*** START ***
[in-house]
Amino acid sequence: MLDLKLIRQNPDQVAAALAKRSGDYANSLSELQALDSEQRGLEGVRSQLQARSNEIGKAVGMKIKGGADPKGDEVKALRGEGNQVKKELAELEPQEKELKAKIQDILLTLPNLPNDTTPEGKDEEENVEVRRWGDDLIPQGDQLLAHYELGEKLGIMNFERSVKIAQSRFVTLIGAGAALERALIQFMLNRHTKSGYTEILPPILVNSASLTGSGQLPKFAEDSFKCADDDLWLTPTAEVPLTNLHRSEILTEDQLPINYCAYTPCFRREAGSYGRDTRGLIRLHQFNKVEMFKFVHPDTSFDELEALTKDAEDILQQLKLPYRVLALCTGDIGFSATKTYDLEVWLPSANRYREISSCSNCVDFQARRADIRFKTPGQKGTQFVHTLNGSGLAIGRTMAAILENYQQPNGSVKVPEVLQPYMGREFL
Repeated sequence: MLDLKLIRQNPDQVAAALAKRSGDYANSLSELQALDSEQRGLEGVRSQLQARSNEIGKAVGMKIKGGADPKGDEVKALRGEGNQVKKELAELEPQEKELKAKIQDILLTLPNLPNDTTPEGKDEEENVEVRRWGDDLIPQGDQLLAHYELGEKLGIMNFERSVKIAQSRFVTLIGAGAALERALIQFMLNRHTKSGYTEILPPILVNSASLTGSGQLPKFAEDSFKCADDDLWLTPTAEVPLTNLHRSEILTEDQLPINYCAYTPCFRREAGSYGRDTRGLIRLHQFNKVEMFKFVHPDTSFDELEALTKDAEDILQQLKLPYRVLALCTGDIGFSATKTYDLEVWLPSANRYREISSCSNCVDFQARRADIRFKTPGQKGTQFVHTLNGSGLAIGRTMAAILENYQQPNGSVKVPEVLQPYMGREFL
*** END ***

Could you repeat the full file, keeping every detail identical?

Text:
[in-house]
Amino acid sequence: MLDLKLIRQNPDQVAAALAKRSGDYANSLSELQALDSEQRGLEGVRSQLQARSNEIGKAVGMKIKGGADPKGDEVKALRGEGNQVKKELAELEPQEKELKAKIQDILLTLPNLPNDTTPEGKDEEENVEVRRWGDDLIPQGDQLLAHYELGEKLGIMNFERSVKIAQSRFVTLIGAGAALERALIQFMLNRHTKSGYTEILPPILVNSASLTGSGQLPKFAEDSFKCADDDLWLTPTAEVPLTNLHRSEILTEDQLPINYCAYTPCFRREAGSYGRDTRGLIRLHQFNKVEMFKFVHPDTSFDELEALTKDAEDILQQLKLPYRVLALCTGDIGFSATKTYDLEVWLPSANRYREISSCSNCVDFQARRADIRFKTPGQKGTQFVHTLNGSGLAIGRTMAAILENYQQPNGSVKVPEVLQPYMGREFL
Repeated sequence: MLDLKLIRQNPDQVAAALAKRSGDYANSLSELQALDSEQRGLEGVRSQLQARSNEIGKAVGMKIKGGADPKGDEVKALRGEGNQVKKELAELEPQEKELKAKIQDILLTLPNLPNDTTPEGKDEEENVEVRRWGDDLIPQGDQLLAHYELGEKLGIMNFERSVKIAQSRFVTLIGAGAALERALIQFMLNRHTKSGYTEILPPILVNSASLTGSGQLPKFAEDSFKCADDDLWLTPTAEVPLTNLHRSEILTEDQLPINYCAYTPCFRREAGSYGRDTRGLIRLHQFNKVEMFKFVHPDTSFDELEALTKDAEDILQQLKLPYRVLALCTGDIGFSATKTYDLEVWLPSANRYREISSCSNCVDFQARRADIRFKTPGQKGTQFVHTLNGSGLAIGRTMAAILENYQQPNGSVKVPEVLQPYMGREFL